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March 1, 2013

HSI/India Calls for Government Support of CITES Proposals to Protect Shark and Ray Species

Humane Society International/India

  • Sharks and rays are essential for the health of aquatic ecosystems. iStock

NEW DELHI—Humane Society International/India, in view of the upcoming meeting of the Convention on International Trade in Endangered Species of Wild Fauna and Flora that will take place in Thailand next month, calls on India’s Ministry of Environment and Forests to support shark and ray proposals and give these vulnerable species critical protection. HSI has sent the ministry a support letter along with fact sheets about relevant species compiled by the Species Survival Network, of which HSI is a co-founder and board member.

“India plays an important role in global shark management and conservation as India ranks as the world’s second country for catching the most sharks,” said N.G. Jayasimha, director for HSI India. “The unsustainable trade in shark fins has led to the decimation of shark populations worldwide, including in the Indian Ocean. Humane Society International urges the Indian government to take a leadership position and support the shark and ray proposals at the upcoming CITES meeting. India’s vote matters, not only for sharks, but also for continuing India’s tradition in protecting vulnerable wild animals.”

Ten species of sharks and rays have been proposed for an Appendix II listing, which provides for regulation of commercial trade. They are oceanic whitetip shark, submitted by Brazil, Colombia and the United States; scalloped, great and smooth hammerhead sharks, submitted by Brazil, Colombia, Costa Rica, the European Union, Ecuador, Honduras and Mexico; porbeagle shark, submitted by Brazil, Comoros, Croatia, the European Union and Egypt; giant and reef manta rays, submitted by Brazil, Colombia and Ecuador; ocellate river stingray, submitted by Colombia; and rosette and ceja river stingrays, submitted by Colombia and Ecuador. Australia is also proposing to uplist the freshwater sawfish from Appendix II to Appendix I, which prohibits international commercial trade.  


  • The CITES treaty was first signed in 1973 in order to protect certain species of wild fauna and flora against over-exploitation through trade. CITES first entered into force on 1 July 1975, and now 175 nations have signed the CITES treaty. India joined CITES in 1976.
  • The IUCN (International Union for Conservation of Nature) Red List of threatened species lists the oceanic whitetip shark (Carcharhinus longimanus) as globally Vulnerable and Critically Endangered in the Northwest and Western Central Atlantic.
  •  The scalloped hammerhead shark (Sphyrna lewini) is listed as globally Endangered in the IUCN Red List. Great (Sphyrna mokarran) and smooth (Sphyrna zygaena) hammerhead sharks are listed as Endangered and Vulnerable, respectively. Fins from these hammerhead sharks – which are large, triangular and have a high fin ray count – are very highly prized and can sell for more than US$100 per kilo on the Hong Kong fin market.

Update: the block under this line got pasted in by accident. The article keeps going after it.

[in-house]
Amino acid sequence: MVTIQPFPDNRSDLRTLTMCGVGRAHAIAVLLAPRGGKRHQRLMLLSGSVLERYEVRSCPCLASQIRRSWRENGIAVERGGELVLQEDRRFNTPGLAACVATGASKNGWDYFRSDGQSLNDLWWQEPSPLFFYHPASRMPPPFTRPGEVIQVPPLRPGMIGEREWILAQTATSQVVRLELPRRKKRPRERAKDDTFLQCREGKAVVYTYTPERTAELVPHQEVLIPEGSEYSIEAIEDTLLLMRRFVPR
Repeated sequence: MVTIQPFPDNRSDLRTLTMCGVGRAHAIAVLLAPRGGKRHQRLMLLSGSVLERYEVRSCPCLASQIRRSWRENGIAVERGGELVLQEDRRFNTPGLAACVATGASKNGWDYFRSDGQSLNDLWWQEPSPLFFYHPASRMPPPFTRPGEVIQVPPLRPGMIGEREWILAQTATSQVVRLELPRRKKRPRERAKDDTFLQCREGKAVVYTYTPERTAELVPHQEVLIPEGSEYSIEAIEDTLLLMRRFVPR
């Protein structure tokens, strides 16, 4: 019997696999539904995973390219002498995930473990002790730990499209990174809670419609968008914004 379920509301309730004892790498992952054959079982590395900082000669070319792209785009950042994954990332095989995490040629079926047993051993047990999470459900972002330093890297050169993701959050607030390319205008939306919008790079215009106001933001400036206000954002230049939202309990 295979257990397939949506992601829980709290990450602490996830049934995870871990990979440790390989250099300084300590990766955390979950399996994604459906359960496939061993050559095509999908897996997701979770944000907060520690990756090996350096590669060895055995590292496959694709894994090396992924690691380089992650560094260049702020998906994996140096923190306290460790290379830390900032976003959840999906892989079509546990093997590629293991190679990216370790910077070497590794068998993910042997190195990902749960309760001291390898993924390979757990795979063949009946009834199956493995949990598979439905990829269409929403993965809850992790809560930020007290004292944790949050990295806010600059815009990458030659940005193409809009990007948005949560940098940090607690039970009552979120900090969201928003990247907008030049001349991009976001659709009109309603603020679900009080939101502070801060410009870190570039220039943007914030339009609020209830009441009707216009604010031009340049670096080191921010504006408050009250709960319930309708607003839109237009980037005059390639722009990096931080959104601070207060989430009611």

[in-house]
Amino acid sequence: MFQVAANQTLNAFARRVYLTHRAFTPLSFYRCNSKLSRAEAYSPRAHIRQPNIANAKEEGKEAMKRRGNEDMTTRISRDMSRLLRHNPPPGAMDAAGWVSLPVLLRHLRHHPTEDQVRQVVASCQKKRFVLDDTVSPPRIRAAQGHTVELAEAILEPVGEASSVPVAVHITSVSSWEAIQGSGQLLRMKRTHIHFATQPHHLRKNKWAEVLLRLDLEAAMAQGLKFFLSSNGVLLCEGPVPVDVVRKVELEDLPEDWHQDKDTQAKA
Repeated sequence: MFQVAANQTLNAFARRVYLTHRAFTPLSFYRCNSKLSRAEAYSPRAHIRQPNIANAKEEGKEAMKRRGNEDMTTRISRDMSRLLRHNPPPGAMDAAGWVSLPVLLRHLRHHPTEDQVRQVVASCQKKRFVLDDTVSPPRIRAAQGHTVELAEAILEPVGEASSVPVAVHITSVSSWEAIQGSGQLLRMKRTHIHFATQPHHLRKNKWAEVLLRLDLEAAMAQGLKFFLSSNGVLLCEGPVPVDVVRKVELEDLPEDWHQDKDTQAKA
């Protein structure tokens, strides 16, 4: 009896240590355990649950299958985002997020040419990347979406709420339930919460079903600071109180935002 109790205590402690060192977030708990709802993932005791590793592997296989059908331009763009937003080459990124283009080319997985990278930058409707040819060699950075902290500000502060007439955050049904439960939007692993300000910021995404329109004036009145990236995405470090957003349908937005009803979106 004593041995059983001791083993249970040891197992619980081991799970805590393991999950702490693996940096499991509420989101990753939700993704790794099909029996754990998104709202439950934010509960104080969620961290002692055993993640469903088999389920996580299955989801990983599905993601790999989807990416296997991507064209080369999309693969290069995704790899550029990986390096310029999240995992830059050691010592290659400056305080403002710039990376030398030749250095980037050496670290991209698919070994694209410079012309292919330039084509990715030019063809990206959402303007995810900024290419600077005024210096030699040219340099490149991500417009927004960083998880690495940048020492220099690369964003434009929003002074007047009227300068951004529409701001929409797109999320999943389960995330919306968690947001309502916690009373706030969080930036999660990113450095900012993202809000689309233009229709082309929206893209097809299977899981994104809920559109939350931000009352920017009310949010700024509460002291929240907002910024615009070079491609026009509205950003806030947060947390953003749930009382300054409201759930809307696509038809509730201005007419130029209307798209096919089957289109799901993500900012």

• Porbeagle sharks (Lamna nasus) are listed as globally Vulnerable in the IUCN Red List. Unsustainable fisheries driven by the high value of porbeagle meat and fins have led to population declines.
  • Freshwater sawfish (Pristis microdon) are listed as Critically Endangered in the IUCN Red List and are likely to have disappeared from some parts of its global range. Sawfishes are traded for display in aquaria but also for their fins and for their toothed snout, which is used for medicinal purposes.
  • Giant (Manta birostris) and reef (Manta alfredi) manta rays are listed as Threatened in the IUCN Red List, and are traded internationally, mainly for their valuable gill plates, used for medicinal purposes. Dried gill plates can sell for up to US$680 per kilo in China.
  • These freshwater stingrays (Potamotrygon motoro, P. schroederi, and P. aiereba) which are native to South America, are facing population declines due to unsustainable collection of live specimens for the aquarium trade.

Media Contact: N.G. Jayasimha, +91 9490732614, ngjayasimha@hsi.org

Humane Society International and its partner organizations together constitute one of the world’s largest animal protection organizations. For more than 20 years, HSI has been working for the protection of all animals through the use of science, advocacy, education and hands on programs. Celebrating animals and confronting cruelty worldwide – on the Web at hsi.org.

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